The only problem with using Trimix at this depth is that, at this extreme pressure, molecular nitrogen and oxygen, which are somewhat heavier than the helium, become hard to breathe.
Although the oxygen can’t be gotten rid of completely, the nitrogen can be replaced with hydrogen, the lightest element, which is much easier to breathe. This blend is known as Hydreliox.
Even the helium can also be replaced with hydrogen, creating a mixture known as Hydrox.
Both of these blends are used for extremely deep dives, and have been tested to simulated depths in excess of 700 meters.
Although this video has covered a good portion of the breathing gas mixtures utilized by divers, there are still more exotic breathing gasses that were not covered. Regardless, I hope you’ve learned exactly why deep divers can’t rely on atmospheric air alone.

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36 Comments
  1. Alex Arias says

    Very interesting video. I watched a video recently about a driver who had was at the blue hole. He had a pure oxygen tank and drowned at the bottom of the ocean floor. The video narrator briefly explained narcosis and oxygen toxicity and I was intrigued but also thoroughly confused. Thank you for this information! The one thing I'm still not getting is why the amount of oxygen and nitrogen increase as we go down deeper in pressure. Do our lungs shrink down there??

  2. IDNeon357 says

    The world record dive is 2300m. Not 300m. Its important to mention this…scuba isnt the only form of Diving

  3. Ranma Saotome says

    Very well explained but i didn't understand a thing, i suck at Science

  4. Christian Grosser says

    Small correction: At 50m below the water surface the pressure is ca. 6 bar (atmospheric pressure + pressure from the water column). (Around 1:32)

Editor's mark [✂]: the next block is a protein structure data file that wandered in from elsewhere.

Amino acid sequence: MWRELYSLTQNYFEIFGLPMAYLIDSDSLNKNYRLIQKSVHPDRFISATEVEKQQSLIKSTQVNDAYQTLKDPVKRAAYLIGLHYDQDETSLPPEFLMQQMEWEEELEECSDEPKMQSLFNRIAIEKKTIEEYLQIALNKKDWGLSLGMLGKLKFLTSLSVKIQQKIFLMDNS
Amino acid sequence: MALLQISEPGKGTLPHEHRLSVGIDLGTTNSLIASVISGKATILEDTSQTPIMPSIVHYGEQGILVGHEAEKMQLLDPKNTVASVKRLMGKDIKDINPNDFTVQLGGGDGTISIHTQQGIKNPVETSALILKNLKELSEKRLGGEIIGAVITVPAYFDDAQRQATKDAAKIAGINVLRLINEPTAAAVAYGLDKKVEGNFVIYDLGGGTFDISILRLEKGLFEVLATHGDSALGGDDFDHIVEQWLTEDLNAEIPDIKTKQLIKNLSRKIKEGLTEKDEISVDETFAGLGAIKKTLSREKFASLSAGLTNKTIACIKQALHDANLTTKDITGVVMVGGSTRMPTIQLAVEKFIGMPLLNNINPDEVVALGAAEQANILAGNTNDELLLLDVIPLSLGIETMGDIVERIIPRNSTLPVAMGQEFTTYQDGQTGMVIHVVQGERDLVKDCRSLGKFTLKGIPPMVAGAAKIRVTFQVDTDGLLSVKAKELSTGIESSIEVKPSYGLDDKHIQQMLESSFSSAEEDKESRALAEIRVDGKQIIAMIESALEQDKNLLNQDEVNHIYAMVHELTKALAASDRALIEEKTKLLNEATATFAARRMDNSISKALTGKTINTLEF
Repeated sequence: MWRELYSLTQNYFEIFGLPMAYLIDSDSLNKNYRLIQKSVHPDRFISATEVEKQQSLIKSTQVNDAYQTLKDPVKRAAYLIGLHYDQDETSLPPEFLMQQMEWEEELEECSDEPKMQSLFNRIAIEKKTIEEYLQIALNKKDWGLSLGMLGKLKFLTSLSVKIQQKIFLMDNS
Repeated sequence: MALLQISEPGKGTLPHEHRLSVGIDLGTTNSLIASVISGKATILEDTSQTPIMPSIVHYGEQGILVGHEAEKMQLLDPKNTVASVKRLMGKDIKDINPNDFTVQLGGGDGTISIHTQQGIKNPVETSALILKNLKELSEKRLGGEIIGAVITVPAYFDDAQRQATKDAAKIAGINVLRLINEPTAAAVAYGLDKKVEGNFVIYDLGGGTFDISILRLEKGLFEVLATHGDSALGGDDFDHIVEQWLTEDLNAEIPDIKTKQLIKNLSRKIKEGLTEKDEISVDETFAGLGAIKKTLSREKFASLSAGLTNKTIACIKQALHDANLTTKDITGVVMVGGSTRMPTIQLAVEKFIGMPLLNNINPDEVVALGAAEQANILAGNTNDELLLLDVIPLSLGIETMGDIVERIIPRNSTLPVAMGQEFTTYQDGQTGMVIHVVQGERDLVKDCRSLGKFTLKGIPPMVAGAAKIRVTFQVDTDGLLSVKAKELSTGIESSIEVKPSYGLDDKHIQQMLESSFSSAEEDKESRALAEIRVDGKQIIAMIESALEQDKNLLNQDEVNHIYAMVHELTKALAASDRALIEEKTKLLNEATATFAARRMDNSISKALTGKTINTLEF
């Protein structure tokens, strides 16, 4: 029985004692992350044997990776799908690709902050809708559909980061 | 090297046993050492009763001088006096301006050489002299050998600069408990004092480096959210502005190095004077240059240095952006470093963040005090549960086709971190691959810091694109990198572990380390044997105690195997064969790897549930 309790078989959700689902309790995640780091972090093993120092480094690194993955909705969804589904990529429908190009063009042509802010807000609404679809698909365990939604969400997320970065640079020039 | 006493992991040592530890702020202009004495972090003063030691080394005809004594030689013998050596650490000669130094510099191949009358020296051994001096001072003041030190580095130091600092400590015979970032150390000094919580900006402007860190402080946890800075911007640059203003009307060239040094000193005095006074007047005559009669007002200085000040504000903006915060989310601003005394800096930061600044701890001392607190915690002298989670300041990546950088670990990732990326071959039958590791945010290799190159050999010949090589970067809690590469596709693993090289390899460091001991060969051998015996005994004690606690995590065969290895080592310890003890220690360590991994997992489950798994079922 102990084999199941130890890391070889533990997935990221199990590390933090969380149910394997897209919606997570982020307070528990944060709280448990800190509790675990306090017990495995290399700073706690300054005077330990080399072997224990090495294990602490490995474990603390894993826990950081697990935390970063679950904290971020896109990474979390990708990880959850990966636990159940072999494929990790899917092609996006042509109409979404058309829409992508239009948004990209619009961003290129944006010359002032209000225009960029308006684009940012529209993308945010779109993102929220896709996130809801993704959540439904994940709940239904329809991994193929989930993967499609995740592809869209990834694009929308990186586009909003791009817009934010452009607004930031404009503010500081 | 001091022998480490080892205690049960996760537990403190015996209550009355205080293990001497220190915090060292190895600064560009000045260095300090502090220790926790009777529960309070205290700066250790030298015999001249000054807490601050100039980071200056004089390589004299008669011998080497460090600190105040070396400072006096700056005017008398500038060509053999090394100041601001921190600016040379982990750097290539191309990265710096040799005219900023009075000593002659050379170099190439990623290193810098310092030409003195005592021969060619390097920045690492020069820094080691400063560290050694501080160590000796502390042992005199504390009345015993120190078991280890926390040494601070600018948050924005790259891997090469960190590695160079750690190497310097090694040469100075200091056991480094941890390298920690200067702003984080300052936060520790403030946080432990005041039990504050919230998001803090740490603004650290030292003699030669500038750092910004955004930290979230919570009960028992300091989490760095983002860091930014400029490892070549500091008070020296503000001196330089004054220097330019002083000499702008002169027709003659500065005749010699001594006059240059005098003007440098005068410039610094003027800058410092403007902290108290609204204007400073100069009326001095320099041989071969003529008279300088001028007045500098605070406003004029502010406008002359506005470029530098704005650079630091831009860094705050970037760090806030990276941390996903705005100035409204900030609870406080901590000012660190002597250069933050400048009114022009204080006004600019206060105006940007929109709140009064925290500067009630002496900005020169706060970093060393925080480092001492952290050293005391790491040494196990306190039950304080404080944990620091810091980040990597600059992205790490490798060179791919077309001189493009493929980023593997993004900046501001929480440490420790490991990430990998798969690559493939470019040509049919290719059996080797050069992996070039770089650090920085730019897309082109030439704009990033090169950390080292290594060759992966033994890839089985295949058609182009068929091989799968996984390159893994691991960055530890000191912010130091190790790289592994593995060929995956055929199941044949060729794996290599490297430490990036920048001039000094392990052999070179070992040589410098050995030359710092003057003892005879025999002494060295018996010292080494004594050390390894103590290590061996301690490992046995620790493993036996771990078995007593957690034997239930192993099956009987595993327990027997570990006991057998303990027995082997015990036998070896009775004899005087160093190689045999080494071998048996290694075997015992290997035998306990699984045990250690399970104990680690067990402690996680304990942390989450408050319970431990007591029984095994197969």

5. Humble Servant says

    After 30m all I hear is “God doesn’t want u swimming here”

  6. Soccer Kid231 says

    DID I HEAR SCOOBY DIVING

  7. Demis Farrugia says

    Best video I've ever seen capturing the aspects of Rec and Tec diving straight to the point. Brilliant… well done! <3

  8. AV2 Tech2 says

    "Hello,

    I am a project coordinator with Smartbook Media Inc. We produce educational books for the school and library market. We have previously contacted you about some of your videos for a digital learning environment for elementary school children, Corinna Yd Lightbox (www.openlightbox.com).

    I am seeking permission to upload a few minutes of your videos to our site. Most schools have restrictive Internet filtering software, and this is the only way to guarantee that content such as this can be viewed by students in a classroom environment. This is a service with no advertising, designed to help children engage with topics in an interactive manner.

    If you could reply to av2tech2@av2books.com or forward this e-mail to the person who handles such requests, I would be most appreciative.
    Please include your request ID ( WCFED ) in your response to help us keep track of this request.

    Best Regards,

    Corinna Y
    Project Coordinator
    Smartbook Media Inc.
    http://openlightbox.com/"

  9. Jeric Ns says

    Well explained. Thanks for posting.

  10. Temple Jax says

    People have dived to 700 metres with hydrox?

  11. Yo, i'm Alex says

    good one!

  12. HerringHome says

    how far down can you go with natural atmospheric air?

  13. Mikki Hintikka says

    why not pure o2?